Pruning lemon tree

This time we want to talk about the procedure to follow to prune lemon tree. Therefore, we will mention the techniques, main characteristics and everything related to this millenary practice.

It has been mentioned on other occasions that pruning fruit trees is a practice applicable in most species. It is carried out with the aim of achieving more favorable forms, moderating, as well as regulating the balance between vegetation and production.

It is also used as a way to rejuvenate those trees that are aged, to eliminate dry, diseased branches or those that are more located. Here are the different ways to prune lemon tree:


Basically, pruning lemon tree is about the removal of growth points and therefore is a procedure that is carried out by cutting the tender branches. As a result, the breakdown of the apical dominance of a more vigorous shoot occurs, as well as the promotion of lateral shoots. It is often used to stimulate the opening of a cup or to delay growth in height.

Thinning pruning

In this case it is about pruning lemon tree eliminating the total of the branches from its base. Its objective is to decrease the density of a cup, as well as excess foliage, all with the intention of allowing light to penetrate inside. Its application does not have much affectation in terms of the shape and size of the lemon tree.


This is another of the processes that are followed when pruning lemon, which in this case consists of the elimination of the tender shoots known as pacifiers. These shoots are those that are born from the main stems of the plant, so their cutting has to be done before they require a high consumption of energy in the plant.

Formation pruning

To prune lemon tree under the training technique, it must be applied during the first years of the lemon tree and aims to form its structure and especially, make the distribution of its branches more balanced.

Lemon trees are usually implanted as a size between 60 to 70 cm in height, without ramifications and on the top 10 cm, 4 to 6 branches are allowed to grow that should be distributed evenly around the main stem, which will then be known as the primary branches.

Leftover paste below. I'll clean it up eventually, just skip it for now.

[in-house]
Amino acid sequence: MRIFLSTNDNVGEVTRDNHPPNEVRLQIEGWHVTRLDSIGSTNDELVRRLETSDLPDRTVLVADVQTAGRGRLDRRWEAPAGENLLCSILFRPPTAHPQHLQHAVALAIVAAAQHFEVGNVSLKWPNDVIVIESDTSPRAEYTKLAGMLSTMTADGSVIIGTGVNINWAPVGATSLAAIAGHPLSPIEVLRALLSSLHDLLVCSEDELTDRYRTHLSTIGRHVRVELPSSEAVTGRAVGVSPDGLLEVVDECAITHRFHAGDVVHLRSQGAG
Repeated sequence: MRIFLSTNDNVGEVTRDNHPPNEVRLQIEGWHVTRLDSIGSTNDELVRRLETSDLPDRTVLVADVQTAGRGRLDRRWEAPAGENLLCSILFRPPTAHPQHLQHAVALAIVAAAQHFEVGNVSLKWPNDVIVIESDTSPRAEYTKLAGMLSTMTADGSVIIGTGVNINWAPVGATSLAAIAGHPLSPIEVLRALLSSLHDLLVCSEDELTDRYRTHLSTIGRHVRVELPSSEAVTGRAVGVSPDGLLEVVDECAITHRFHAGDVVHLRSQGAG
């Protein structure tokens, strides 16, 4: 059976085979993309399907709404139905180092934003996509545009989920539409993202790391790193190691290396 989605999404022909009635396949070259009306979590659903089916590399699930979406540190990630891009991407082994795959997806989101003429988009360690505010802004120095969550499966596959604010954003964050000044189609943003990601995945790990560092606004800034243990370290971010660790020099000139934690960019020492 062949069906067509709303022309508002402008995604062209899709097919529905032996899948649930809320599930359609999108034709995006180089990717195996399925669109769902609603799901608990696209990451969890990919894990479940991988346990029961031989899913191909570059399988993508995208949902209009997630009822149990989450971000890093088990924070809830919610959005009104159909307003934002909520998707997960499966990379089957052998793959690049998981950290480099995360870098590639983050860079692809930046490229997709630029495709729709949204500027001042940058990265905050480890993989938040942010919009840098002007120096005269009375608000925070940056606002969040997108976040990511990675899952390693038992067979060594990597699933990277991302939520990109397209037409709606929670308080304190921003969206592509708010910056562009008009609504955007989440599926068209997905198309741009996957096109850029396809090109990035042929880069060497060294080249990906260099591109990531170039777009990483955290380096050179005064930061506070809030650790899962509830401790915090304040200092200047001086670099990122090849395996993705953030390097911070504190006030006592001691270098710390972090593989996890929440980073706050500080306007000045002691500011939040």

The first shoot, which is given one per bud, should be allowed to grow about 40 cm, while the second, which is given one or two for each primary branch, should be allowed to create 50 cm, while the third shoot, one or two per secondary branch, between 60 to 70 cm. From this moment, the lemon tree is allowed to grow more or less freely, taking into account that both the distribution and the quantity and length of these branches, is managed through pruning, as the lemon tree grows.

All this should be done over 12 to 18 months from planting, plus it should be done manually, using scissors and sometimes by pinching the ends of young shoots.

Fruiting or Maintenance Pruning

It is considered the most important lemon pruning due to the volume of the plant to be pruned, as well as its impact on the cost, productivity and longevity of the plant. Its importance increases when the production is destined to the market of fresh fruits. It is characterized by being a pruning where cuts are carried out for cleaning, thinning and cutting that are intended to balance the distribution of the fruits, as well as eliminate in the early stages, the part of the buds that will give rise to the next production. Thanks to this pruning it is possible to improve the quality, size, as well as the distribution of the fruits in the tree and of course its value in the market.

Rejuvenation pruning

It is a pruning that is applied in plantations that have a very high productive value and that have aged or that have suffered damage due to different factors.

Pruning consists of the removal of an important part of the crown, which is done by cutting the branches that have the largest diameter above the cross of the tree. What is sought is to stimulate the physiologically young buds in such a way that an outbreak of great vigor occurs that rejuvenates the plant.

Cleaning pruning

In this case it is a pruning that consists of the elimination of dry, broken, sick branches or that are affected by some type of pest. It is carried out manually using scissors or even saws, all with the intention of improving the quality of the fruits and avoiding ramming or health problems.


Website | + posts

Robert Asprin, APD is a non-dieting Accredited Practicing Dietitian passionate about inspiring positive changes in eating and lifestyle behaviors to help improve health while nurturing relationships with food and body.

Robert Asprin

Robert Asprin, APD is a non-dieting Accredited Practicing Dietitian passionate about inspiring positive changes in eating and lifestyle behaviors to help improve health while nurturing relationships with food and body.

Leave a Reply

Your email address will not be published. Required fields are marked *